I really enjoyed "MUSIC FOR MISFITS: THE STORY OF INDIE" (BBC4) and my only problem with it was that it only ran for 3 weeks.  So what is indie music?  Is it about the indie labels or the sound or the ethos or the lifestyle?  Or is it all of them?  Or is it just a state of mind? Whatever, I loved this series but then I have always loved what is described as 'indie' music, particularly during the 1980s when I rejected mainstream music for most of the decade.  This was a wonderful nostalgic journey for me.

Hot on the heels of this came "GIRL IN A BAND: TALES FROM THE ROCK N'ROLL FRONT LINE" (BBC4) which was basically a potted history of women in rock bands.  I enjoyed this very much because (a) it briefly featured New Order's Gillian Gilbert, my all-time favourite female musical role model, and (b) the wonderful Lush were in it - but shock horror, Miki Berenyi is now a brunette and has ditched her blazing red hair.  (But then I couldn't possibly comment as I have done the same.....)

Back in 2007 the nation was horrified by the news of the killing of a young woman, Sophie Lancaster, who was murdered for no reason apart from looking 'different', for being a goth.  "BLACK ROSES: THE KILLING OF SOPHIE LANCASTER" (BBC4) was a compelling dramatisation, with a heartbreaking performance by Julie Hesmondhalgh as Sophie's mother, and the young actress playing Sophie narrating her story through a series of poems. The shock of this hate crime has not reduced. So why was this excellent programme hidden over on BBC4 at 10.30pm?  This should be compulsory peak-time viewing.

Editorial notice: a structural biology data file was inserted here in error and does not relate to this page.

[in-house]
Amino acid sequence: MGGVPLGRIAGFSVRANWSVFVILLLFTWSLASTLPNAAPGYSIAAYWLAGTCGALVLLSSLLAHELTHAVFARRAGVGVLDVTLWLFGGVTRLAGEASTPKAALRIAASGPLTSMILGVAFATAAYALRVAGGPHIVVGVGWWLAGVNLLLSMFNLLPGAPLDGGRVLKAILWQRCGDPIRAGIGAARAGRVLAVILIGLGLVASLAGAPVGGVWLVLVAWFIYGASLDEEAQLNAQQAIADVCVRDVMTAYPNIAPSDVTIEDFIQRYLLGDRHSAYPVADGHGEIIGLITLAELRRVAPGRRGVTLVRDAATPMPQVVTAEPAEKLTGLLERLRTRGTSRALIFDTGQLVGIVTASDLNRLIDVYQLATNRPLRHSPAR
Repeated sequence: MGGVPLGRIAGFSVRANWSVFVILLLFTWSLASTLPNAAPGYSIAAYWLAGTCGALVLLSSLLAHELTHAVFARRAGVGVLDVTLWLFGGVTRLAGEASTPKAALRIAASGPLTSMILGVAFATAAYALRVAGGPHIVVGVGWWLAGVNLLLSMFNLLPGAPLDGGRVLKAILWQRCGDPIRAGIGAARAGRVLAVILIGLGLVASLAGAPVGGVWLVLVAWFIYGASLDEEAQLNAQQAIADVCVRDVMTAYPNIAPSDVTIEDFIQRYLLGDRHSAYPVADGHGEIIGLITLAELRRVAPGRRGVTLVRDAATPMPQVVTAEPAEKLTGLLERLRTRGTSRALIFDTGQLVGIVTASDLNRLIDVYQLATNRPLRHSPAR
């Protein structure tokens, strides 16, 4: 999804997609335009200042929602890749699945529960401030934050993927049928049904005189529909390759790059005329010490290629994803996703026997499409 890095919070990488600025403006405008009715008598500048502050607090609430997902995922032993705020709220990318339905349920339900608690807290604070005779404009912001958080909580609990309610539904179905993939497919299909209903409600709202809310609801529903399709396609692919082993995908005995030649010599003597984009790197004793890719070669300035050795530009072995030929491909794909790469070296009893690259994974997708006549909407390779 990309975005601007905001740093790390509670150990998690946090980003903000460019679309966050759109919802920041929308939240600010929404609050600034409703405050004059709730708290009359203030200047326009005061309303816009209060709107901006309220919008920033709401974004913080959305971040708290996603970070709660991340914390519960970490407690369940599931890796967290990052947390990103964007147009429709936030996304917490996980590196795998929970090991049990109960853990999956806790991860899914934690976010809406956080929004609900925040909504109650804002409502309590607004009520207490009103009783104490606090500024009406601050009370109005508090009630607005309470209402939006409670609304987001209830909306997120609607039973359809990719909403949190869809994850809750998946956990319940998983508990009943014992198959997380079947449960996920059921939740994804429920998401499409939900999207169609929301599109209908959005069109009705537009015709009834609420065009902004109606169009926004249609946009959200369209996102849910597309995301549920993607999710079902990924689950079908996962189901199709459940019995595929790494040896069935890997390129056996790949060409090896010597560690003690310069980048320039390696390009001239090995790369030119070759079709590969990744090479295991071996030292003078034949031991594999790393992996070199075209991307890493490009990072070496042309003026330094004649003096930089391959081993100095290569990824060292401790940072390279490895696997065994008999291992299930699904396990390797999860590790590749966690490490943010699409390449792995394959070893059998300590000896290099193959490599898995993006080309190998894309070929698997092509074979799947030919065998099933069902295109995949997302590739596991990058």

Due to my large telly backlog amassed while I was away on holiday, I missed the much talked about hell-hath-no-fury drama "DOCTOR FOSTER" (BBC1) but caught up with it due to good old iPlayer. Each episode cranked up the unbearable tension which resulted from the lead character (played by Suranne Jones) discovering her husband's affair.  The final episode delivered the dinner party from hell and several red herrings, but in the style of many recent television dramas, it didn't deliver the ending that we quite expected, and it all ended in surprisingly civilised fashion.  If the TV bosses had any sense they wouldn't bring it back for another series (three words:  Broadchurch series 2) but yes, such is the modern-day greed for ratings at all costs that one successful series inevitably leads to an inferior follow-up.

Finally, I want to mention "YOU, ME AND THE APOCALYPSE" (Sky 1) which is a genuinely original and inventive drama on Sky 1, cleverly weaving a number of stories from Slough to the Vatican (Rob Lowe excelling as a cynical priest) to the USA, with the world facing imminent extinction, and rattling along at a cracking pace.  It's one of the year's best, and most underrated series.  I feel sometimes as if I'm the only person watching this but it really is well worth sticking with.